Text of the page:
In principle, when things are not right, a natural instinct is to want someone else to do something different or to want a policy to be different, but rarely are these the best solutions. It is easy to think my problem would be solved if only you would change. It is easy to think that the law or policy is wrong, rather than me. Sometimes laws or other people’s attitudes or behaviors need to change, but it is often most effective to change my own attitudes or behaviors.
Practical Tip: Before going to the leaders of my group and suggesting a policy change, or before going to another group member and suggesting they should change, I ask, “What is my part in this? What can I change about my own attitude or behavior to fix things?” If I have answered those questions, acted on the answers, and still things aren’t right, then I ask my group or fellow group member to consider a change.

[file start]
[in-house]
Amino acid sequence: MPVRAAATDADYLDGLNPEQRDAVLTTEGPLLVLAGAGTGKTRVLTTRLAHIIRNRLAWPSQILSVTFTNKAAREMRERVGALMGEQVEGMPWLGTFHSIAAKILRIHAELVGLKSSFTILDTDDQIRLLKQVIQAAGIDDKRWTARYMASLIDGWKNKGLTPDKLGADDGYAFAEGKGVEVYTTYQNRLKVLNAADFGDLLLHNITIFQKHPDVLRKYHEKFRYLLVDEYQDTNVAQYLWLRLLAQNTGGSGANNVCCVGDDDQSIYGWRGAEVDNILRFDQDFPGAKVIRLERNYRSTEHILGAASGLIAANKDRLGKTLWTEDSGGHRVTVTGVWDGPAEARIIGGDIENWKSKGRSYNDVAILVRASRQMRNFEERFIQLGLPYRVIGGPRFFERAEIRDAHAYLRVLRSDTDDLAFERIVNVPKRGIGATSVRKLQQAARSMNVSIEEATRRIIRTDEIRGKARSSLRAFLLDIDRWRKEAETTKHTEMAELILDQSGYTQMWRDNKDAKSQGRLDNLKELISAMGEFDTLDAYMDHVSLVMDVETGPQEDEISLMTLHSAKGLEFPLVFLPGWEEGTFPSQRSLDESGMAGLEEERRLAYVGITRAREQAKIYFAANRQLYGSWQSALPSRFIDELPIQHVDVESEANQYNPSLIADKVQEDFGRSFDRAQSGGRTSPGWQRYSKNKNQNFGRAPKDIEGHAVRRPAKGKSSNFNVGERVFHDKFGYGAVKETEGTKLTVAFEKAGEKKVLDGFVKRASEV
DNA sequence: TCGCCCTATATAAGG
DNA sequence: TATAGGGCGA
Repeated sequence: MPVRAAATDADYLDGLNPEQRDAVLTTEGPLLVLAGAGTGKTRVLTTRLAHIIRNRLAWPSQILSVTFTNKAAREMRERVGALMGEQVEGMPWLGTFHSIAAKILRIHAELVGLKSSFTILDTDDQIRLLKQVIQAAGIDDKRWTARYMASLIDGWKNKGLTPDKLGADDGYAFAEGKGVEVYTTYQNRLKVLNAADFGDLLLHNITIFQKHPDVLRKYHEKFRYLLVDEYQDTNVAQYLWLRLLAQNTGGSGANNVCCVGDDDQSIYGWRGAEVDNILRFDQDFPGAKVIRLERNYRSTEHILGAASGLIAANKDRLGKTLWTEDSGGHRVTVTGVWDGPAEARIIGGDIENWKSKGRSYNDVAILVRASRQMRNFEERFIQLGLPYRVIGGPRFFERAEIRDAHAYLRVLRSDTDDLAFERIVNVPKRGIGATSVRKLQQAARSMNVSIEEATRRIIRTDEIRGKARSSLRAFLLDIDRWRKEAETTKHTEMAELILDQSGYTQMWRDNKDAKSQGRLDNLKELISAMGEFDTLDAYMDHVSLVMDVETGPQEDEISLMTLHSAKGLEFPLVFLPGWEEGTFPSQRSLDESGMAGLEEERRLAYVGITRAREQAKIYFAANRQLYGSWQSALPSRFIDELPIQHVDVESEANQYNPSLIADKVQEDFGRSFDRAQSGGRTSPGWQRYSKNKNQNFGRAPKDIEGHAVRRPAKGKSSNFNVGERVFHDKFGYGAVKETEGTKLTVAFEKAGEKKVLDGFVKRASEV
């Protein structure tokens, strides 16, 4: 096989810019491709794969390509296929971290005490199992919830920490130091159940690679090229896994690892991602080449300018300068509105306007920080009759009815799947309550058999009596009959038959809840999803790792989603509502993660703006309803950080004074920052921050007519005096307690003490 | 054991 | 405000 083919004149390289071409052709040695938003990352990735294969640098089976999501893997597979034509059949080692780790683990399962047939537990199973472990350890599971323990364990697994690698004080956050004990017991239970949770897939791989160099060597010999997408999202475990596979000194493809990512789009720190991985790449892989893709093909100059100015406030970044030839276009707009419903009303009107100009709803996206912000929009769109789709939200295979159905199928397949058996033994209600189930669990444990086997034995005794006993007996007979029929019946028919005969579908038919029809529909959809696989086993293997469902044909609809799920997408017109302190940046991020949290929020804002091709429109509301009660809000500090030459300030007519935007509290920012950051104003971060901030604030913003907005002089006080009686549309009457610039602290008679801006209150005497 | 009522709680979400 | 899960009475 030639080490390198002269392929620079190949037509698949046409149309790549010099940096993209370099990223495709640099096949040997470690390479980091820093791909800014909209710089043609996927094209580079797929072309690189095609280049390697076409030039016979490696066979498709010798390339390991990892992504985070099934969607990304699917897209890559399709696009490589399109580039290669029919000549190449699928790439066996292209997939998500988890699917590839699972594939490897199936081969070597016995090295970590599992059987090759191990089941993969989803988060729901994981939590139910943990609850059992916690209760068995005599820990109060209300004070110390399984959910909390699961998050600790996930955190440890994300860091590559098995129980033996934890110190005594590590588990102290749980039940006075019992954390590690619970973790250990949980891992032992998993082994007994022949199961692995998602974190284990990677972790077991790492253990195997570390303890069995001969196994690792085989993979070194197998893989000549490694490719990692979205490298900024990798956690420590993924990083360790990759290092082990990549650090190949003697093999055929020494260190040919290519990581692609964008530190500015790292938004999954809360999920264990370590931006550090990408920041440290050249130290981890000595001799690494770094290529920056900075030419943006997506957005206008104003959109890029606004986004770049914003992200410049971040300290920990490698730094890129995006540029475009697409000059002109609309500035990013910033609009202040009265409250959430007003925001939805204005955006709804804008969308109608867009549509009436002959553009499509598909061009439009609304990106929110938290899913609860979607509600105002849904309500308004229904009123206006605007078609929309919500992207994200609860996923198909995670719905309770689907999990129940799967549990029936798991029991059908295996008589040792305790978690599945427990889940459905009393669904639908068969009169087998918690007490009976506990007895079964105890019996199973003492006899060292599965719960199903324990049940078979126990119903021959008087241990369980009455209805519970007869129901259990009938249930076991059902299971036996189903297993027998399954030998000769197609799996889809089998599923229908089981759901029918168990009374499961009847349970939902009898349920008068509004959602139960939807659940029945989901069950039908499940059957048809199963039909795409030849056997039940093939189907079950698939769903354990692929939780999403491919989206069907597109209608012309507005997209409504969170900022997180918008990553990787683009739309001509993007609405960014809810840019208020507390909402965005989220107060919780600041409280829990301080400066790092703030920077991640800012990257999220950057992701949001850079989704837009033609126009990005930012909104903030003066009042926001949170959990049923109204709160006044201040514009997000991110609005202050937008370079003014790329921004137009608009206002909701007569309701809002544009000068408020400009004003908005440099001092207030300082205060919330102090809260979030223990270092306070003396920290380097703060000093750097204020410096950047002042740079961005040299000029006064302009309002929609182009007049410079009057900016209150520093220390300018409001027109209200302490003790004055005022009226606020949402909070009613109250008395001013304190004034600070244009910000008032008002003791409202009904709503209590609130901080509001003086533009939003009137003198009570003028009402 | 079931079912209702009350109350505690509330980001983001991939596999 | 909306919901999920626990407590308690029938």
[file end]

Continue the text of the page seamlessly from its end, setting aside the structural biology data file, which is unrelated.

When we work to change a governing policy to fix an isolated problem, it can be hugely inefficient for many people. When we work to change the behaviors of others without willingness to change ourselves, it can take huge amounts of energy and result in damaged relations.
To help the efficiency of collaborative decisions the first question is not, “What should he or she or they do to make things better?” but rather, “What am I going to do to make things better?”
– Craig Freshley